A week and a half ago, Simple Flying got the opportunity to explore the new Berlin Brandenburg Airport at its opening. From arriving on the train to leaving on a plane, here’s what we found.
Arriving at the airport
While Berlin Brandenburg Airport has a large forecourt in front to allow passenger drop-offs, it places less emphasis on such travelers than its predecessor, Tegel. The airport is well connected to the city of Berlin by rail, with multiple trains each hour.
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Once passengers step off of the train, a trip up two escalators will take them to the airport’s arrivals level. One more escalator takes them to the airport’s departure level. Here, the airport has eight check-in zones spread across the large floor space. Further check-in zones are located in wings on either side of the main terminal building.
Heading up another escalator will take you to a mezzanine floor with office space, a Starbucks, a prayer room, and the airport’s observation deck.
The airport has five security check areas. One and five are located in the two wings added to either side of the terminal building. Each security check leads to the same place, the duty-free hall. The hall itself is relatively empty, with a food area on a platform to the north and a LEGO pilot standing guard in the center.
Rather than having a separate area for Schengen and non-Schengen flights, every gate at Berlin Brandenburg Airport is equipped for both. The A and B gates are on the same level as the departure lounge. However, above these are the C and D gates. The gates share numbers. For instance, A17 and C17 lead to the same jetbridge, with one gate being above the other.
To access the terminals’ non-Schengen section, passengers must pass through a passport control area up a staircase from the main departure lounge.
At the gate
BER’s gates are located along three sides of the terminal building. Naturally, each gate has plenty of seating. However, rather than having plugs at the seats as is common across many airports, the airport instead has designated phone charging stands, complete with cables.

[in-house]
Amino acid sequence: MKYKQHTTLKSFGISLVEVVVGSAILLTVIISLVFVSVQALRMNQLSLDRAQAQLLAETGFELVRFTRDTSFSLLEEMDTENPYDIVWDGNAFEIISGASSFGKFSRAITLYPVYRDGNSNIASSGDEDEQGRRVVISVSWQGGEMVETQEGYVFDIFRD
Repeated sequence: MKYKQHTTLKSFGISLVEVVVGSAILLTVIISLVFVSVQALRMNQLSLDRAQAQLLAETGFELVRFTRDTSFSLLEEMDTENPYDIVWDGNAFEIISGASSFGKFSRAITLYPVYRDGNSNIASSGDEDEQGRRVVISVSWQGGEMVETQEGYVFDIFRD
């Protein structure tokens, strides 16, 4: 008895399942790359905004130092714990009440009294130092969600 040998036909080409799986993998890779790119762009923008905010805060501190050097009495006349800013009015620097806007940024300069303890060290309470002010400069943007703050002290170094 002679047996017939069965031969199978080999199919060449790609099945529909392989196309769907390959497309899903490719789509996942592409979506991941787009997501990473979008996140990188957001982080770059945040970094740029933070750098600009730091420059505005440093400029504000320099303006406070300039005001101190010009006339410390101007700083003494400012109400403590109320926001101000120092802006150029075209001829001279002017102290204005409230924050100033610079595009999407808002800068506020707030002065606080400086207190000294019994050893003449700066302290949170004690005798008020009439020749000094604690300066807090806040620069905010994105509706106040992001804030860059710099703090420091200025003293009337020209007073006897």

One noticeable thing about BER’s departure area was the lack of COVID-19 related signage at the gate. While Frankfurt Airport has physically blocked seats and stuck down queue markers, none of this was present when Simple Flying visited Berlin’s new airport. Every gate also has a digital bag sizer/scale.
At the non-Schengen gates, food and drink options seemed sparse, bar vending machines. However, the vending machines come at a cost. The drinks cost €3.50 each. However, if you return to Germany and recycle your bottle, you will get €0.25 back.
What about arrivals?
When arriving at BER, non-Schengen passengers will clear passport control on the airport’s lower level. Meanwhile, Schengen arrivals will find themselves in the airport’s departure lounge.
The baggage claim area is located at the front of the airport, on the lower level. The airport has eight baggage belts spread across two zones, A and B. After the baggage reclaim zone is naturally the customs channels, the passengers find themselves landside.
Those leaving zone A will find themselves by the car hire facilities. Meanwhile, those leaving zone B will find themselves opposite the Centogene test center. Arrivals may spot money from around the world on the floor, but don’t try to pick it up! It is embedded into the floor tiles.
Simple Flying made a video showing off the new terminal. You can see it here,
Have you had the opportunity to fly through Berlin’s new airport yet? What did you think? Let us know your thoughts in the comments!